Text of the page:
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In arctic Alaska, air temperatures have warmed 0.5 degrees Celsius (°C) per decade for the past 30 years, with most of the warming coming in winter. Over the same period, shrub abundance has increased, perhaps a harbinger of a conversion of tundra to shrubland. Evidence suggests that winter biological processes are contributing to this conversion through a positive feedback that involves the snow-holding capacity of shrubs, the insulating properties of snow, a soil layer that has a high water content because it overlies nearly impermeable permafrost, and hardy microbes that can maintain metabolic activity at temperatures of −6°C or lower. Increasing shrub abundance leads to deeper snow, which promotes higher winter soil temperatures, greater microbial activity, and more plant-available nitrogen. High levels of soil nitrogen favor shrub growth the following summer. With climate models predicting continued warming, large areas of tundra could become converted to shrubland, with winter processes like those described here possibly playing a critical role.
We evaluated possible changes to current farming practices in two Minnesota watersheds to provide insight into how farm policy might affect environmental, social, and economic outcomes. Watershed residents helped develop four scenarios to evaluate alternative future trends in agricultural management and to project potential economic and environmental outcomes. We found that environmental and economic benefits can be attained through changes in agricultural land management without increasing public costs. The magnitude of these benefits depends on the magnitude of changes to agricultural practices. Environmental benefits include improved water quality, healthier fish, increased carbon sequestration, and decreased greenhouse gas emissions, while economic benefits include social capital formation, greater farm profitability, and avoided costs. Policy transitions that emphasize functions of agriculture in addition to food production are crucial for creating change. We suggest that redirecting farm payments by using alternative incentives could lead to substantial environmental changes at little or no extra cost to the taxpayer.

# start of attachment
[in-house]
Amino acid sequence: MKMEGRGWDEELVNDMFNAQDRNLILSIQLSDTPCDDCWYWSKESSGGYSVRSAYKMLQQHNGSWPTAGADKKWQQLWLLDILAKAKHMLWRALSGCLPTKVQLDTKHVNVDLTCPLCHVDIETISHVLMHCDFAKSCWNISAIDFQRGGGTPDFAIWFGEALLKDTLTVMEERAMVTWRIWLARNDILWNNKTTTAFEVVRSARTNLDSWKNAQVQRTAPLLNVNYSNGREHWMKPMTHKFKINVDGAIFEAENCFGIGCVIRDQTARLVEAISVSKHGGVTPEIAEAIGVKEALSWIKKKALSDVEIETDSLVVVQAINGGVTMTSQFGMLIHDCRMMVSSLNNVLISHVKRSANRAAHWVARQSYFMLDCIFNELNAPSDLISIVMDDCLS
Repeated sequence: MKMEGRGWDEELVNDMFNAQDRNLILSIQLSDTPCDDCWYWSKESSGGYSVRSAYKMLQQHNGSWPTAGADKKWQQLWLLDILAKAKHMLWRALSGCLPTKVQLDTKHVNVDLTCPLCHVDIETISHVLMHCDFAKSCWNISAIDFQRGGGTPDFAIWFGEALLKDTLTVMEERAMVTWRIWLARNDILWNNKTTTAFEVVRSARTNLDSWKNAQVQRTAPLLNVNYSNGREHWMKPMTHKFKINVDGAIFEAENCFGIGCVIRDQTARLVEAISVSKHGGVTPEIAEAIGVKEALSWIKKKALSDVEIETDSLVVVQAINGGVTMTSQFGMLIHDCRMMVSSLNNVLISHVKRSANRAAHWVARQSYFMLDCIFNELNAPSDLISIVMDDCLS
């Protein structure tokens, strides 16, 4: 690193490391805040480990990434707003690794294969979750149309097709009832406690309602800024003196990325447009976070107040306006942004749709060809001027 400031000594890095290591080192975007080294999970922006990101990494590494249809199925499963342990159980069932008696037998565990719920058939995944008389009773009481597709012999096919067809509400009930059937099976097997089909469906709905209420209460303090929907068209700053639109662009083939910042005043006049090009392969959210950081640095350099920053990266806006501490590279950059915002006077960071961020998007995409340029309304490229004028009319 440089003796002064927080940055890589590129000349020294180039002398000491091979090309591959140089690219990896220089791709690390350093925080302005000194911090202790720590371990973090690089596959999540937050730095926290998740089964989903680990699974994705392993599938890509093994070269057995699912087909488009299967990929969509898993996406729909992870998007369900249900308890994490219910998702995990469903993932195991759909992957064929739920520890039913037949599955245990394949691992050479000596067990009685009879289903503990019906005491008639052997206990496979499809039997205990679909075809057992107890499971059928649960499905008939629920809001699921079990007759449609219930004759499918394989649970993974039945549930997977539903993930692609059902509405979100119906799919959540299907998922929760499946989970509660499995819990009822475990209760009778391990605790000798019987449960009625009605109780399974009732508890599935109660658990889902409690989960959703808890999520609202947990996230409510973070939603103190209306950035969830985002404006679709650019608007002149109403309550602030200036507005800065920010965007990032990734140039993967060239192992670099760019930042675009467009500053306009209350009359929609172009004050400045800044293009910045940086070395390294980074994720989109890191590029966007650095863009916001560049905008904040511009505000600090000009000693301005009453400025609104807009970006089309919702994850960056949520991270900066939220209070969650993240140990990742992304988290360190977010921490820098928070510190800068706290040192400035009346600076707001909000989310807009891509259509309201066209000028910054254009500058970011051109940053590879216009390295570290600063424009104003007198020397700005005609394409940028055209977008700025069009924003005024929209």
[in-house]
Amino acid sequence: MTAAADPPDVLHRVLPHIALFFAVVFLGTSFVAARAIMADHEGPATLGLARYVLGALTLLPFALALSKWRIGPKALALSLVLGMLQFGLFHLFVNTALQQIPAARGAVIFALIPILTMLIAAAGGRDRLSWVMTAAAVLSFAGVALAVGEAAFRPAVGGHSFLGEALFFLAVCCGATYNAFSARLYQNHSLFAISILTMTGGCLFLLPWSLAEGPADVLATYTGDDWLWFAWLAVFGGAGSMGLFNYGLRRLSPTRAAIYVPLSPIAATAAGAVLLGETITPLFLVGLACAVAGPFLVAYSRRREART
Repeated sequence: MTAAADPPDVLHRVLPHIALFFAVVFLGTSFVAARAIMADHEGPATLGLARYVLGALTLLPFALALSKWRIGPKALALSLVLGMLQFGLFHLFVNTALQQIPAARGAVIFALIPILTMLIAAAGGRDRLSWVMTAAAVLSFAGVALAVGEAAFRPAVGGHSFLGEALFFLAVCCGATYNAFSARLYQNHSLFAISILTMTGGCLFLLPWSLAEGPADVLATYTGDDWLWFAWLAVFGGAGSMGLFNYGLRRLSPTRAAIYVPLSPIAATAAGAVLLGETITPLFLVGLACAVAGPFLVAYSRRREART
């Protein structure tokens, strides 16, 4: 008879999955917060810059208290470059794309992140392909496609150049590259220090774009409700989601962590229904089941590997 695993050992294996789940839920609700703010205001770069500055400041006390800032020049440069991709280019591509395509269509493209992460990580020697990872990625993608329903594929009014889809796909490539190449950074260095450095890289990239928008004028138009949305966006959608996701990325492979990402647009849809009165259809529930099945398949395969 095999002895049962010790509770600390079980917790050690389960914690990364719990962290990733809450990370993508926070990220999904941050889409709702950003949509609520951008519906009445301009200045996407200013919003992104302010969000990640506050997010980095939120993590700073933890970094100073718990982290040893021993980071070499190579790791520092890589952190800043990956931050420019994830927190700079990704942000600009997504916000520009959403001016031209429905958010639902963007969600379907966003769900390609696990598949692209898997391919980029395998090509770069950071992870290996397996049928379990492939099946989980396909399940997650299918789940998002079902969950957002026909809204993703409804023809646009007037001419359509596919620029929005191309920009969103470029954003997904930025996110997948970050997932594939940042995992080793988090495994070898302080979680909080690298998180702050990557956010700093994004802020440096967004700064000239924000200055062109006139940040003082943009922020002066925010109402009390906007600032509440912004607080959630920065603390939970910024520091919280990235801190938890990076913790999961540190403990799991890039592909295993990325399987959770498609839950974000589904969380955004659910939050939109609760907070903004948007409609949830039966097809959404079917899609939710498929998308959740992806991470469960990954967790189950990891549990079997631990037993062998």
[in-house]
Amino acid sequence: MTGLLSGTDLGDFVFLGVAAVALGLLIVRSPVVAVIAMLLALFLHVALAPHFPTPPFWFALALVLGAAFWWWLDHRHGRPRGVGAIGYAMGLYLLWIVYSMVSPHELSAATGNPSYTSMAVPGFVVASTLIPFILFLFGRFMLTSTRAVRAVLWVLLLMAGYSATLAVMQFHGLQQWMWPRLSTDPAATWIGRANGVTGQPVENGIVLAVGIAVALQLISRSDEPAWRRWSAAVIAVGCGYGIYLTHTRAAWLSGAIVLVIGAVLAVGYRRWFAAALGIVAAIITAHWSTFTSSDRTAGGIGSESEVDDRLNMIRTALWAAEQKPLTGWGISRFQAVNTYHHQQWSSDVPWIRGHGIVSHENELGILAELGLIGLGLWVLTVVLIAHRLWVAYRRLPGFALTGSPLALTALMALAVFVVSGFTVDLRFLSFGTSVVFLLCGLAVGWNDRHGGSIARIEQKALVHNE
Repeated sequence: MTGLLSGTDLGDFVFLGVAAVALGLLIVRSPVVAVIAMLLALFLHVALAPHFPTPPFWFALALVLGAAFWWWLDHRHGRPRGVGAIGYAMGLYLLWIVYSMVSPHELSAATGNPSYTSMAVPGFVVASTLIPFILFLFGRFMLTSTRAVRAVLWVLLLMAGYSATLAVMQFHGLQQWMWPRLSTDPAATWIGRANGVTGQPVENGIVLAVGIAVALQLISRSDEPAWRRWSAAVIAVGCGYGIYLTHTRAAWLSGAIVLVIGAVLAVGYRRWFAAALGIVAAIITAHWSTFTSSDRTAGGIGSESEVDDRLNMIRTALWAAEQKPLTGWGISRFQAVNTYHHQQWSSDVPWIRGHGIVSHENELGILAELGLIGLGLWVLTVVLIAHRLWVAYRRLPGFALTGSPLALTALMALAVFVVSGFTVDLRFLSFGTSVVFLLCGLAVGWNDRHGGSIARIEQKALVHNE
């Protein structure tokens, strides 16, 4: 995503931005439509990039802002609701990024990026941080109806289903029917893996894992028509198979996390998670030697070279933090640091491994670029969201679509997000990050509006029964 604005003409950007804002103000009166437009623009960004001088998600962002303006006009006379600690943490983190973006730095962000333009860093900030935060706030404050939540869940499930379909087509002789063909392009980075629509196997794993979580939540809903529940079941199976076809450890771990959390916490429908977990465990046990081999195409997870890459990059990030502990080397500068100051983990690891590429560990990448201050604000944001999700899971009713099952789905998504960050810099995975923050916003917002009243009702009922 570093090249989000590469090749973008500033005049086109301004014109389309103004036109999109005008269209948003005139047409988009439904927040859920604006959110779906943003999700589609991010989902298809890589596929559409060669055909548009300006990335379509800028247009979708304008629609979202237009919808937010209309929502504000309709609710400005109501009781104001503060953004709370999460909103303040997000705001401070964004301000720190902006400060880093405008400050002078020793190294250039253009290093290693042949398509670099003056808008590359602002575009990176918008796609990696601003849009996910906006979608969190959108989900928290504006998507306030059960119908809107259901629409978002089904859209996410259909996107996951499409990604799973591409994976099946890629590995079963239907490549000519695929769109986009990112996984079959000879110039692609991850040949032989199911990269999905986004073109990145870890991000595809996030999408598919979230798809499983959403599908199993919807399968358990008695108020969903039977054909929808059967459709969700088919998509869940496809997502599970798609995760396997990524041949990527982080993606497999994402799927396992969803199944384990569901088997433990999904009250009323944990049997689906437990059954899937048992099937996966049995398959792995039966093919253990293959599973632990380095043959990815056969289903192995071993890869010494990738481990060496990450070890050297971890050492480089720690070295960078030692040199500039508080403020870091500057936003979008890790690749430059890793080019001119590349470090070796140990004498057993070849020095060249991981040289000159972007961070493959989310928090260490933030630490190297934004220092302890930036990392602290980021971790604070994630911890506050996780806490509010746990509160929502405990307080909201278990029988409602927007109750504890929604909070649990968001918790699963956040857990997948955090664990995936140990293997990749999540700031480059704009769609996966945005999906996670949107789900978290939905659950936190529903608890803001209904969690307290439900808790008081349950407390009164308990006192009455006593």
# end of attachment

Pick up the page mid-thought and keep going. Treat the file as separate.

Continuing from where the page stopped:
Female birds incur costs associated with increased egg production, including reductions in chick provisioning ability, in future fecundity, in survival, and in egg and chick viability. It should be possible to identify the components of the physiological system underlying reproduction, or the specific reproductive traits themselves, that explain these costs, but this has proved to be difficult, in part because of marked, but unexplained, individual variation in these traits. Resolving the physiological and evolutionary consequences of this individual variation represents an exciting challenge for the future. Several mechanisms have been proposed for the cost of egg production (e.g., protein depletion and impaired flight muscle function; immunosuppression), which assume relatively simple resource-allocation trade-offs. I argue that such mechanisms provide an unsatisfactory explanation for costs that can occur over months or even years. A more productive approach for future research will be to focus on hormonally mediated, non-resource-based costs of egg production caused by pleiotropic effects of reproductive hormones that can operate over the longer time scales at which costs of reproduction are expressed.